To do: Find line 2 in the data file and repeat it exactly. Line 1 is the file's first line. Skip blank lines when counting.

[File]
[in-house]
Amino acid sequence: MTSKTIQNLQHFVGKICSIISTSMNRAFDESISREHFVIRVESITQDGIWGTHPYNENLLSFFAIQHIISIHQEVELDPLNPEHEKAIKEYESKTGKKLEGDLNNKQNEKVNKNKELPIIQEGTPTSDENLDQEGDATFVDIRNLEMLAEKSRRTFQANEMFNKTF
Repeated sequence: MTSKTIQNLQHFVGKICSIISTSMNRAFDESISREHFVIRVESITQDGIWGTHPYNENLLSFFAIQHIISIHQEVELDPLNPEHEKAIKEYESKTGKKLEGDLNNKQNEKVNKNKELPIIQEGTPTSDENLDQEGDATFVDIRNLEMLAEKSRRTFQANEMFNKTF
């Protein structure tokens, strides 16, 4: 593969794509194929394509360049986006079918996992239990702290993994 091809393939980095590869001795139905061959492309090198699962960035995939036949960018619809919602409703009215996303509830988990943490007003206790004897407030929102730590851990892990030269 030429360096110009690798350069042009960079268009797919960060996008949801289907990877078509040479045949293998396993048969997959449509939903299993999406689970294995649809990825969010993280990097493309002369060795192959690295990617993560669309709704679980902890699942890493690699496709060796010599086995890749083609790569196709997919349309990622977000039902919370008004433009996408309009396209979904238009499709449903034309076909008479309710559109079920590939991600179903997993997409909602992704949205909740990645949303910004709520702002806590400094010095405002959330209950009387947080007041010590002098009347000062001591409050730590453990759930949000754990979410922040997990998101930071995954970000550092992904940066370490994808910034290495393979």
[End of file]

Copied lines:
Amino acid sequence: MTSKTIQNLQHFVGKICSIISTSMNRAFDESISREHFVIRVESITQDGIWGTHPYNENLLSFFAIQHIISIHQEVELDPLNPEHEKAIKEYESKTGKKLEGDLNNKQNEKVNKNKELPIIQEGTPTSDENLDQEGDATFVDIRNLEMLAEKSRRTFQANEMFNKTF